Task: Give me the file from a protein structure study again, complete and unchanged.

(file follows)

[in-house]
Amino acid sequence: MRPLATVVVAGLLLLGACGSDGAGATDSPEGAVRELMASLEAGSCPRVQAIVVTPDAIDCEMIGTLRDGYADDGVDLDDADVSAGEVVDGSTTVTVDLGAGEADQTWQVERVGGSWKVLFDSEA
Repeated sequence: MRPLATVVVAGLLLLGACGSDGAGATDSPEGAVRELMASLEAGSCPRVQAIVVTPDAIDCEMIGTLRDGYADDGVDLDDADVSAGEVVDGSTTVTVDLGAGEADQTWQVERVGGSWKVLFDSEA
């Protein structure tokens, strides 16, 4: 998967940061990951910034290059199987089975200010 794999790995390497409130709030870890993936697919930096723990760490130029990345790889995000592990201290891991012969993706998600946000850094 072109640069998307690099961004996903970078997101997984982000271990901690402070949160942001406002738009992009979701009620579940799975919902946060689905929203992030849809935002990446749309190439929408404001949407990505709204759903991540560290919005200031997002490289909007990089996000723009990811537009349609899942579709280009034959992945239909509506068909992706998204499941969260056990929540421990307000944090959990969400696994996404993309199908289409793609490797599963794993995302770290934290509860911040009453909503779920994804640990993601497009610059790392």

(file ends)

[in-house]
Amino acid sequence: MRPLATVVVAGLLLLGACGSDGAGATDSPEGAVRELMASLEAGSCPRVQAIVVTPDAIDCEMIGTLRDGYADDGVDLDDADVSAGEVVDGSTTVTVDLGAGEADQTWQVERVGGSWKVLFDSEA
Repeated sequence: MRPLATVVVAGLLLLGACGSDGAGATDSPEGAVRELMASLEAGSCPRVQAIVVTPDAIDCEMIGTLRDGYADDGVDLDDADVSAGEVVDGSTTVTVDLGAGEADQTWQVERVGGSWKVLFDSEA
């Protein structure tokens, strides 16, 4: 998967940061990951910034290059199987089975200010 794999790995390497409130709030870890993936697919930096723990760490130029990345790889995000592990201290891991012969993706998600946000850094 072109640069998307690099961004996903970078997101997984982000271990901690402070949160942001406002738009992009979701009620579940799975919902946060689905929203992030849809935002990446749309190439929408404001949407990505709204759903991540560290919005200031997002490289909007990089996000723009990811537009349609899942579709280009034959992945239909509506068909992706998204499941969260056990929540421990307000944090959990969400696994996404993309199908289409793609490797599963794993995302770290934290509860911040009453909503779920994804640990993601497009610059790392």